For anyone who’s never done two-a-days in the August heat or faced down an opposing defensive lineman, the parallels between a football field and a health care clinic might not seem immediately obvious.
But for Troy Kincaid, a fourth-year student in the University of Colorado (CU) School of Medicine, those parallels are a significant part of what drew him to medicine: the symbiosis and teamwork, the planning and follow-through, the challenges that require stamina, persistence, and steady determination.
As he awaits his internal medicine-pediatrics (med-peds) residency match, the accompanying nerves and excitement will be a milestone on a journey that so far has taken him over football fields and through chemistry labs, on emergency medical services calls, and now to the cusp of a career in med-peds.
“The people I’ve met along the way and the role models — both in my classes and the attending doctors and nurses that I’ve been able to meet — have affirmed for me that this is the path that I’m supposed to be on,” Kincaid says. “It’s not always the easiest path and it maybe wouldn’t be the best one for anybody else, but it’s the right one for me.”
Pursuing medicine inspired by life experiences
He admits it took him a while, that he didn’t grow up wanting to be a doctor. Before he was born, his father, who had Alport syndrome, a genetic disease that damages tiny blood vessels in the kidneys, and needed a kidney transplant and found a donor in Kincaid’s maternal grandmother.
“There was a sort of mythology around it,” Kincaid says. “I grew up inspired by that story, which defined altruism for me, and I remember being curious about the science behind it. My dad's illness story has played a big role in inspiring me to pursue medicine, just seeing how he and others in my family dealt with chronic illness.”
Kincaid grew up in Lindenhurst, Illinois, a small town between Chicago and Milwaukee where school field trips occasionally involved milking cows. When he and his girlfriend, Heather, were looking at colleges, they decided on Washington University in St. Louis, Missouri, a place where he could continue playing football on the university’s Division III team while double-majoring in chemistry and Spanish. He also got certified as an emergency medical technician (EMT) and become a member of the campus emergency support team.
Troy Kincaid playing football for Washington University, left, and on the sidelines with his girlfriend, Heather.
“I think the local fire department appreciated us because they had to deal with a lot fewer drunk college students. We could perform supportive measures for things that didn’t rise to the level of having a paramedic on scene,” he says. “But I learned a lot from being in that community of people who were really excited about serving others and seeing how they did that, and it taught me a lot about leadership in this specific medical field.”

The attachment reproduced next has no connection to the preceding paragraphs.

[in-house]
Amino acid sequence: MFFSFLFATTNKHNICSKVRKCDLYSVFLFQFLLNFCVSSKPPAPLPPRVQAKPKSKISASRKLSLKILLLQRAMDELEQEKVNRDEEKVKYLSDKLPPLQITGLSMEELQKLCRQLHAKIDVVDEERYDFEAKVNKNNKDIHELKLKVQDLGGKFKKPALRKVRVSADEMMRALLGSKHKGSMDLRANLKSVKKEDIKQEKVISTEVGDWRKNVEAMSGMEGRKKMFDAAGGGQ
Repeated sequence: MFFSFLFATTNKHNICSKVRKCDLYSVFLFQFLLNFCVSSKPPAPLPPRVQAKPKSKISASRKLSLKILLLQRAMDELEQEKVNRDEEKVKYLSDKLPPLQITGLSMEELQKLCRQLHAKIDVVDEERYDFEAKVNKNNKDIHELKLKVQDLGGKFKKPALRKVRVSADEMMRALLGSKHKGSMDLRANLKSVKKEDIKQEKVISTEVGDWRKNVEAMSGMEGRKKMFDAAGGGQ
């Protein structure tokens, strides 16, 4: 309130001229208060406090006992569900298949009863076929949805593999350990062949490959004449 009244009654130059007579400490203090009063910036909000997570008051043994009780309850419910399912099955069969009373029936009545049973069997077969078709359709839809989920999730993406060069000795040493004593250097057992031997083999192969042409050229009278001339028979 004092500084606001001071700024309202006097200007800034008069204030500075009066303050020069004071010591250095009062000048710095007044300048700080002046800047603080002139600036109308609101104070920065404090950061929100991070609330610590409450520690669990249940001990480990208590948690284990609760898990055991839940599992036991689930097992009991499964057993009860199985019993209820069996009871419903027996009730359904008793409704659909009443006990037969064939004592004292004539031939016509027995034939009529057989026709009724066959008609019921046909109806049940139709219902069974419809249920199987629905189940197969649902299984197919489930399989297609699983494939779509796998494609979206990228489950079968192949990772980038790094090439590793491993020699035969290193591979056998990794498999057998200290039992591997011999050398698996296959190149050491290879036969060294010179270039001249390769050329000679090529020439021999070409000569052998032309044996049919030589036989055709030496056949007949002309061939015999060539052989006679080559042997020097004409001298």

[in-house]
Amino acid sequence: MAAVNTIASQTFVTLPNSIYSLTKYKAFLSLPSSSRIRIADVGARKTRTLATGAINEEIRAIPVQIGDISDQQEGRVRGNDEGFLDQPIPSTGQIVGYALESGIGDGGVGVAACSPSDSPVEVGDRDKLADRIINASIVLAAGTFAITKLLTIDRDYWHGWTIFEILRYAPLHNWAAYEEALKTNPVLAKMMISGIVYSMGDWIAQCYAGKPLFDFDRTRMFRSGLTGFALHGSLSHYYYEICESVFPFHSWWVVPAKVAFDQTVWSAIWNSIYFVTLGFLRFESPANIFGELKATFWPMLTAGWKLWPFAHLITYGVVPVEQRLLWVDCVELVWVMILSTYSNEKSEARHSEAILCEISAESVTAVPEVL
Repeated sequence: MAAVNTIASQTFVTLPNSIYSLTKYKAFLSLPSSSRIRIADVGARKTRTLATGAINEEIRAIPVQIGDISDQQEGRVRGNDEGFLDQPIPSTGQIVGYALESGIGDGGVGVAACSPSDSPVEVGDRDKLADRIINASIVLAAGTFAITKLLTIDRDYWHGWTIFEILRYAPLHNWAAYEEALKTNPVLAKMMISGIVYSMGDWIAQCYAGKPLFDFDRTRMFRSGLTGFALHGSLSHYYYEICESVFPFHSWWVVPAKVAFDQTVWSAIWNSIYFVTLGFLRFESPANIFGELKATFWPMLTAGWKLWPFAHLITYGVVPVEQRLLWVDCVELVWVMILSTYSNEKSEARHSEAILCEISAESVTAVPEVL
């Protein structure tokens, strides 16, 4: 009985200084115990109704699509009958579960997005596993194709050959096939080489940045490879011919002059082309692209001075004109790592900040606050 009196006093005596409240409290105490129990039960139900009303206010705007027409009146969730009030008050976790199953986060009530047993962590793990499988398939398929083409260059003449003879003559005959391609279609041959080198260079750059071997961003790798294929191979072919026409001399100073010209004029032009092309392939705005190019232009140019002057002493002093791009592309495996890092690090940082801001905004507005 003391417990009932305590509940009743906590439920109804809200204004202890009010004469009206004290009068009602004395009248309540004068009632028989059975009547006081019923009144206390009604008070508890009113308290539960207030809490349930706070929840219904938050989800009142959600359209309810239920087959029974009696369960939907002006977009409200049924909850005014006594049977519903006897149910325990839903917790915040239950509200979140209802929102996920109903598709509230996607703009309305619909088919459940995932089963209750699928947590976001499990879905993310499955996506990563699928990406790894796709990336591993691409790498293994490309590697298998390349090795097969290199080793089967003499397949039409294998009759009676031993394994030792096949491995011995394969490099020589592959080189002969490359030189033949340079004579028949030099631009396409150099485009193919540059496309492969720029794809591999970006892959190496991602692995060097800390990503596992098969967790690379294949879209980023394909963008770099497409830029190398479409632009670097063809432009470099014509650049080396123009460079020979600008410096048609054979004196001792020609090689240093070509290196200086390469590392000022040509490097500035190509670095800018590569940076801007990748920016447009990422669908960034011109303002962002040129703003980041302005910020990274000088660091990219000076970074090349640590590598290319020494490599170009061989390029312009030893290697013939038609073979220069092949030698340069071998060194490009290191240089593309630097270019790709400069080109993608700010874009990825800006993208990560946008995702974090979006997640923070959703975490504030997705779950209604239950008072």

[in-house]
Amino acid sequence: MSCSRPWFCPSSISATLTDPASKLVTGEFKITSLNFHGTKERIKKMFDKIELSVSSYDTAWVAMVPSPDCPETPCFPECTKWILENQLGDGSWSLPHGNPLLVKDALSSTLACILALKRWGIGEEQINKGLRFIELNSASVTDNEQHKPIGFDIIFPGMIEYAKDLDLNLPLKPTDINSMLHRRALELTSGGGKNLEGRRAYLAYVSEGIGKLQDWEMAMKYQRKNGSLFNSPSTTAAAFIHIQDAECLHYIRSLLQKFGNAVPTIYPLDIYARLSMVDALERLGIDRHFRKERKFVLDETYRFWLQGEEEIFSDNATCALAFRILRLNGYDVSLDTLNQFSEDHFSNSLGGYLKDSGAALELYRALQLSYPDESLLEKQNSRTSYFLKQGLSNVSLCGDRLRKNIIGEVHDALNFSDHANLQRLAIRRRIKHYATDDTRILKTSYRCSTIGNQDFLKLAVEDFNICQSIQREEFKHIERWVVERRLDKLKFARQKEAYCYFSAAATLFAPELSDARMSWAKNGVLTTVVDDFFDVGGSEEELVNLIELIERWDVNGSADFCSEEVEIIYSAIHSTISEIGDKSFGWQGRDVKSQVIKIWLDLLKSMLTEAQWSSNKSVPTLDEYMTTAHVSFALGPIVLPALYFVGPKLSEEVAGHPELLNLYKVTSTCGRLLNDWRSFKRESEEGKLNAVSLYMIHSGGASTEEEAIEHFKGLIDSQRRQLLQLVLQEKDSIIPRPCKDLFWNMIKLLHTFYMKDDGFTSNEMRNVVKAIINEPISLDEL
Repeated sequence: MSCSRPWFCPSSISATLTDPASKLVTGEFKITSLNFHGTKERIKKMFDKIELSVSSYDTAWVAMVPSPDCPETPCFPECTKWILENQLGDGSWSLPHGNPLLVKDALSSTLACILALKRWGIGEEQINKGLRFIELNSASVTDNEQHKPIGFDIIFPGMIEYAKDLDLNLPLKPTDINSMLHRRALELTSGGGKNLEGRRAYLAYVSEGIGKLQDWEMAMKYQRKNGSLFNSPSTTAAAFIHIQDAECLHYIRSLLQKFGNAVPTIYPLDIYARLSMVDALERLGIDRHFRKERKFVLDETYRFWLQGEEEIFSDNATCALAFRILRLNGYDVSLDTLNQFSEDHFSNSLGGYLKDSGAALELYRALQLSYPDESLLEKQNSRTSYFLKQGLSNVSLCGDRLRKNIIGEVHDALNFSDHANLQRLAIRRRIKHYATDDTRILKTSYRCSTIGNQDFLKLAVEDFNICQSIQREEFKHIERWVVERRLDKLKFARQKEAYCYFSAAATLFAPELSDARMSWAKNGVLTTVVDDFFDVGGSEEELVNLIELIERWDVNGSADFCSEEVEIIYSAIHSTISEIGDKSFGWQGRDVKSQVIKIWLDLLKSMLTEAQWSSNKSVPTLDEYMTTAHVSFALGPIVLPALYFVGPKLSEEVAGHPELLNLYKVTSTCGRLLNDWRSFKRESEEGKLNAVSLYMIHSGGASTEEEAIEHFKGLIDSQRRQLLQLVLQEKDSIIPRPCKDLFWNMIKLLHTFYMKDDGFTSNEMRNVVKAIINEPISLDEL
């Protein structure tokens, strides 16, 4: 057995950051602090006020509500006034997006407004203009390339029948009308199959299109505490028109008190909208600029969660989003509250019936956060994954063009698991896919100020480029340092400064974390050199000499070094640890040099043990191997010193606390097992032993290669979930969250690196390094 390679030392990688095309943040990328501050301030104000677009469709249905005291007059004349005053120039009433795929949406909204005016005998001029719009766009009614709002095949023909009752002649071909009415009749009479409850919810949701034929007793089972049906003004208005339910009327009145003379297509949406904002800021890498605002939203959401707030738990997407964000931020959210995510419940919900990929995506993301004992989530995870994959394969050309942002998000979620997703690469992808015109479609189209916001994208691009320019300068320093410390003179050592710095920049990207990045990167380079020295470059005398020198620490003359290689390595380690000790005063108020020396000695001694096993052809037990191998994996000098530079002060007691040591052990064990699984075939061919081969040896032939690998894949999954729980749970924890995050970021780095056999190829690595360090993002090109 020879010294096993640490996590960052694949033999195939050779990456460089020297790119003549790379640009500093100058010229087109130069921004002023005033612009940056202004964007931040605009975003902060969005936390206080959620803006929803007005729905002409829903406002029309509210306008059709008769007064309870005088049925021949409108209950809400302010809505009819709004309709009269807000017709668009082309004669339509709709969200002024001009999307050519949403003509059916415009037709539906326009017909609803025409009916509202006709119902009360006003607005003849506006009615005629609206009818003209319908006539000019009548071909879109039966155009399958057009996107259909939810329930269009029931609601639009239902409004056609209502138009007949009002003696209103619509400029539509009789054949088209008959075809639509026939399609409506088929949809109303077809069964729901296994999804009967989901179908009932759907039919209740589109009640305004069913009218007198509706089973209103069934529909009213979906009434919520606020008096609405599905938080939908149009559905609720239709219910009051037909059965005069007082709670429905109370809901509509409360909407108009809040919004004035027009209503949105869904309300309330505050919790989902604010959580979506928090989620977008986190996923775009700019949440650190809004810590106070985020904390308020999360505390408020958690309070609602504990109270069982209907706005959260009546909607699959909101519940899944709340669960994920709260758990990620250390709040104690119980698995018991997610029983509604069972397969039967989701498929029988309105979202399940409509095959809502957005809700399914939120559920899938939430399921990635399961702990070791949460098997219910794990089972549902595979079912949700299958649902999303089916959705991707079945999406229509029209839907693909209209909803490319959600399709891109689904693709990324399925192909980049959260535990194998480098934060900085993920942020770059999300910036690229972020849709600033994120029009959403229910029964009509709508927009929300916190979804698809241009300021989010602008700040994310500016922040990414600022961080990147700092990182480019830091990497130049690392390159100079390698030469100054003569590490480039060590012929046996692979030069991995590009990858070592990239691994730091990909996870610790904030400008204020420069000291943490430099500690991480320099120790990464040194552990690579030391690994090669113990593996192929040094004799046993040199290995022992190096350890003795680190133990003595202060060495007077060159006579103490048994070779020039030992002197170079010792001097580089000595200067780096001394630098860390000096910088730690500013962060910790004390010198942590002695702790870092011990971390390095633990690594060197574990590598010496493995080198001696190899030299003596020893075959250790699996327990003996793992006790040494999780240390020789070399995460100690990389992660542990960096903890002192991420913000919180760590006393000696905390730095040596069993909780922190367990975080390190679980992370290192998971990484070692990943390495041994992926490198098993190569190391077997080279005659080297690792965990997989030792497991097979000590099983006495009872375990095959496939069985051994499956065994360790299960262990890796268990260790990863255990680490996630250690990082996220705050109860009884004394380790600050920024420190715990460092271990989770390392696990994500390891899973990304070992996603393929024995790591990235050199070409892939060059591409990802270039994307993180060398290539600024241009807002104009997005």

There was no one, clear moment when he felt inspired to pursue medicine, he says, but he recognizes the accumulation of mileposts pointing the way: his father’s illness, his experiences in football, and what he’d seen of patient care shadowing physicians in St. Louis and hearing them compare the culture of medicine to a team sport.
He studied for and passed the MCAT and began applying to medical school while Heather applied to audiology graduate programs.
Practicing internal medicine like the coach of a team
They leaned toward Colorado partly because they’d been on a ski vacation to the state, and partly because one of Kincaid’s interviewers, when he was applying to the CU School of Medicine, mentioned at the end of the interview that his mom would be proud of him.
“I’ll admit that got me emotional, but it really let me know that this would be a place that would see me as a whole person,” Kincaid says. “It would both challenge and support me, and keep with this theme of growth that I was beginning to see I’d been pursuing my whole life.”
He took a generalist approach to his studies, keeping an open mind to the paths he could pursue in medicine, but he was inspired by two CU School of Medicine graduates he met during his first day of internal medicine inpatient service. They were in their first week of residency in med-peds, “but they ended up being two of my best teachers for entrance into the clinical space,” Kincaid says. “They put this career path on my radar early on because they always took the time to teach me. We’d be walking around and between seeing patients they’d draw on the back of a piece of paper like a mini chalk talk for me.”
An elective class in med-peds showed him that the discipline “really puts you through the washing machine of all the things a medical pediatric provider can do,” he says. “In rapid cycle fashion you see all these different providers, all these broad strokes, and the synergy that brings them together so that one plus one equals greater than two.”
As he awaits his residency match, he says he may not know exactly the sort of medicine he will practice, but he knows how he wants to practice it.
“I know that I want to practice medicine with compassion and humility,” he says. “The thing I appreciate about general practice is that I have to accept that I will not know everything, that I will never know all there is about a specific organ system, but I’ll get to have a basic understanding of all the systems. To take it back to football, it’s like getting to be the coach of a team. The quarterback is the patient, they get to drive their own care, but in their headset is their primary care doctor giving them the best information possible with their best interest in mind.”
Troy Kincaid matched in the CU Med-Peds Residency Program.